Regina, Consul — In the very southwest corner of Saskatchewan this summer, Savanna Drilling Rig 629 was in pursuit of a natural gas, but not the one you might think.
No, it wasn’t methane. It was helium, which in addition to filling balloons has a variety of uses including as a coolant for MRI scanners and space vehicles, to provide a protected atmosphere for making fibre optics, and as part of barcode scanners at grocery checkouts, according to the Royal Society of Chemistry.
North American Helium was Inc. was the company responsible for the Saskatchewan well. The drilling was northeast of Consul, just south of Cypress Lake.
Melinda Yurkowski, assistant chief geologist, petroleum geology, with the Saskatchewan Geological Survey, has been working on the geology of helium exploration for several years. Last month she told Pipeline News there are 14 helium wells in Saskatchewan.
Yurkowski said that North American Helium has six wells completed, with one planned and one abandoned. Royal Helium has one well. Weil Group has two wells near Mankota, where the company opened a helium production facility two years ago. Canadian Helium has two wells, and the City of Medicine Hat has one.
Historically, Saskatchewan had helium production in the 1960s and 1970s. But prices dropped in the late 1970s and the bottom dropped out of the market. Oil and gas companies found helium during exploration in the 1950s, and three areas were identified – the Wilhelm, Battle Creek and Mankota structures.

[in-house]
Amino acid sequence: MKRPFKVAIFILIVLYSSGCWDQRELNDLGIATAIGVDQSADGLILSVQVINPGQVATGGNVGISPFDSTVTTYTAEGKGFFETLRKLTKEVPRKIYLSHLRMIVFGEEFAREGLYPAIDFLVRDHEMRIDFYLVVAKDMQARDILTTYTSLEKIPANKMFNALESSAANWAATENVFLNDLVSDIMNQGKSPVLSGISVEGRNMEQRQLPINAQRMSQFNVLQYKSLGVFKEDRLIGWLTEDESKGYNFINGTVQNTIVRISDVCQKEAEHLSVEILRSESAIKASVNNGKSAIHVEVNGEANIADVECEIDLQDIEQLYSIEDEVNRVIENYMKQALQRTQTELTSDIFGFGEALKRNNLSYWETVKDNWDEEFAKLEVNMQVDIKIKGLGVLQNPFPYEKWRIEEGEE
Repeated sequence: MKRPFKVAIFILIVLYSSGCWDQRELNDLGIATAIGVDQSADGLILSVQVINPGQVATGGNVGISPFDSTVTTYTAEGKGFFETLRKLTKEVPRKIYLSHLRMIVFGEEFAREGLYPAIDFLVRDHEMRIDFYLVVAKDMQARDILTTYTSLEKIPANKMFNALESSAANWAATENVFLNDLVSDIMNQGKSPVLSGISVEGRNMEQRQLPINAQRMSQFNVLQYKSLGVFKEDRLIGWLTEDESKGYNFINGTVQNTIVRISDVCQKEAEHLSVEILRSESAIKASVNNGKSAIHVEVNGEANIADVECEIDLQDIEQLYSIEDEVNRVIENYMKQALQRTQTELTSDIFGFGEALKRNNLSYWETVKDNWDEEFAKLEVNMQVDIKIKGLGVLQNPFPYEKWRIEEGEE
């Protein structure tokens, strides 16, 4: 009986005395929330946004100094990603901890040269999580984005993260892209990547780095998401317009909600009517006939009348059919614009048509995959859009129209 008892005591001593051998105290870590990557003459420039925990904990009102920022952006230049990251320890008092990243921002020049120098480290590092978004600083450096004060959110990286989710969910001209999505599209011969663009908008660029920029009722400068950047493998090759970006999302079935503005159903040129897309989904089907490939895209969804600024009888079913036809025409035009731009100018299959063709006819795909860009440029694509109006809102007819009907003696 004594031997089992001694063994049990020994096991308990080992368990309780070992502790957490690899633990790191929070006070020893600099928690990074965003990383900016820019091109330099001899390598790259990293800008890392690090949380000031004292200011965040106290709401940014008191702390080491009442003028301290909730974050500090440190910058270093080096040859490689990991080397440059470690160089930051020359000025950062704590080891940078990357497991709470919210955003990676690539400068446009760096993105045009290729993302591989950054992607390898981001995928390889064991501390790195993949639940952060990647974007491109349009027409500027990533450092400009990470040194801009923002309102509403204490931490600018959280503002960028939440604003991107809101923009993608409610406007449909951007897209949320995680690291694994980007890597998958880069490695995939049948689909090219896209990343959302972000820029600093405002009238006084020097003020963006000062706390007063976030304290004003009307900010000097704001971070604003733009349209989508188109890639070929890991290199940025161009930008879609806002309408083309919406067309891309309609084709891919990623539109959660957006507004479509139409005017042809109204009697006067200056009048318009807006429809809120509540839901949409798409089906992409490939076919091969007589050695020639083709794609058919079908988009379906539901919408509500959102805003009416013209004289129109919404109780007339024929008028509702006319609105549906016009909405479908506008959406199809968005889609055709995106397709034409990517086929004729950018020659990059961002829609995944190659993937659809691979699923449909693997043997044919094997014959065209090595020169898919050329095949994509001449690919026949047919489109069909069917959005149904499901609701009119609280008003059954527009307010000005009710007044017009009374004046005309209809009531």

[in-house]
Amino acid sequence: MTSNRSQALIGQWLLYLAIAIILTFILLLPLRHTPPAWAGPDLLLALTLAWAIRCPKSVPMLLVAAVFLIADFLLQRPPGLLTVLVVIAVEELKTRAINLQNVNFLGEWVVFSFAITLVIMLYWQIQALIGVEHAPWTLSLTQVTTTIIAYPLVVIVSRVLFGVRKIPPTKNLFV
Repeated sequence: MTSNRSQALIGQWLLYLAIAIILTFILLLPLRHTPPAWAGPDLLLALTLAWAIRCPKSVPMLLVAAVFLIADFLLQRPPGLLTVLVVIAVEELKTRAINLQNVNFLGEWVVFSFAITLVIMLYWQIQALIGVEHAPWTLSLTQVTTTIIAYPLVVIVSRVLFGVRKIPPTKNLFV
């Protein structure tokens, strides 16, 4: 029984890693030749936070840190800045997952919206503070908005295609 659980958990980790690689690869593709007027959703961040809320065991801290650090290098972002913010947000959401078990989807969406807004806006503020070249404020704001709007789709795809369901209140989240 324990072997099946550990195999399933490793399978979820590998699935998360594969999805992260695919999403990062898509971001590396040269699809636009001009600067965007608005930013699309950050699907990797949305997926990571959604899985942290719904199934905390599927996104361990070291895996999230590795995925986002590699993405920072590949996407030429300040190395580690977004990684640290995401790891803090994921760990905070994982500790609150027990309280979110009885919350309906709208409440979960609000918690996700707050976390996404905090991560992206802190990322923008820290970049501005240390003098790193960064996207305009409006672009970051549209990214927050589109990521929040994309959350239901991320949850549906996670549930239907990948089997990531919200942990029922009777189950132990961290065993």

Recently prices and demand for helium began rising again, fuelling interest in Saskatchewan.
“We’ve seen at least 10 wells drilled in the last four to five years,” Yurkowski said. The development is now moving away from those three identified structures.
“I’m continuing to work on it. I did a report in 2016, and I’m hoping to do a new report soon,” she added. She presented her work on helium at the Williston Basin Petroleum Conference in Bismarck, N.D., this May.
Since July 28, 2017, 41 new helium permits have been issued. Put in context, that’s nearly one quarter of the 171 helium permits and leases that are active with the province, most of which are on their primary term.
Yurkowski’s new report focuses on the eastern part of Saskatchewan, having already looked at the southwest corner. She is hoping to release her results in the fall.
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